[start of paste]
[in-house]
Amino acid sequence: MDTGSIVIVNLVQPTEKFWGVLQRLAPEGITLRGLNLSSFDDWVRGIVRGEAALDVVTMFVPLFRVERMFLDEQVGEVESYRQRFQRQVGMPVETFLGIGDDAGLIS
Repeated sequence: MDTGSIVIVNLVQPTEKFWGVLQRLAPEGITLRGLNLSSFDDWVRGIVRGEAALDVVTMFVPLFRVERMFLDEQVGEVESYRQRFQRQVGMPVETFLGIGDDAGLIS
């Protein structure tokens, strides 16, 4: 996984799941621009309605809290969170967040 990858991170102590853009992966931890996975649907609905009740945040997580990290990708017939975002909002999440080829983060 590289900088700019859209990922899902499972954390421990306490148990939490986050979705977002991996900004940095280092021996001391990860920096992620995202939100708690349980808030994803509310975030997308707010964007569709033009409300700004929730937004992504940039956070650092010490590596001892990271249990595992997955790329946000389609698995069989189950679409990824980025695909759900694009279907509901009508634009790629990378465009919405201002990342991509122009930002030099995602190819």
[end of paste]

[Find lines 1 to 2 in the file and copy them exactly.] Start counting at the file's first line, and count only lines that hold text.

[in-house]
Amino acid sequence: MDTGSIVIVNLVQPTEKFWGVLQRLAPEGITLRGLNLSSFDDWVRGIVRGEAALDVVTMFVPLFRVERMFLDEQVGEVESYRQRFQRQVGMPVETFLGIGDDAGLIS